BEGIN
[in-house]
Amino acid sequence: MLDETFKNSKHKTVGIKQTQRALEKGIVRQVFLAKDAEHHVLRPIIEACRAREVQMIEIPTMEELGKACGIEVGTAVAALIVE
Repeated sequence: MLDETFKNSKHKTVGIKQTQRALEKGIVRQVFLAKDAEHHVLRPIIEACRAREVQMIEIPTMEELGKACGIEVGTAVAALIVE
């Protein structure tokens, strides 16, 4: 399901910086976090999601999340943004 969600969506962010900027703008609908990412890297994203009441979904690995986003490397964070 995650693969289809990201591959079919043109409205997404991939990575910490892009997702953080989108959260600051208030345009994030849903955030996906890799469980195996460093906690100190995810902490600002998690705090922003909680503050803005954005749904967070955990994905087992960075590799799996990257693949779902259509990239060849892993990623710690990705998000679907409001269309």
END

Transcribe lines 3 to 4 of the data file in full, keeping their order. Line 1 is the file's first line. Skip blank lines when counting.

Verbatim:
Repeated sequence: MLDETFKNSKHKTVGIKQTQRALEKGIVRQVFLAKDAEHHVLRPIIEACRAREVQMIEIPTMEELGKACGIEVGTAVAALIVE
């Protein structure tokens, strides 16, 4: 399901910086976090999601999340943004 969600969506962010900027703008609908990412890297994203009441979904690995986003490397964070 995650693969289809990201591959079919043109409205997404991939990575910490892009997702953080989108959260600051208030345009994030849903955030996906890799469980195996460093906690100190995810902490600002998690705090922003909680503050803005954005749904967070955990994905087992960075590799799996990257693949779902259509990239060849892993990623710690990705998000679907409001269309």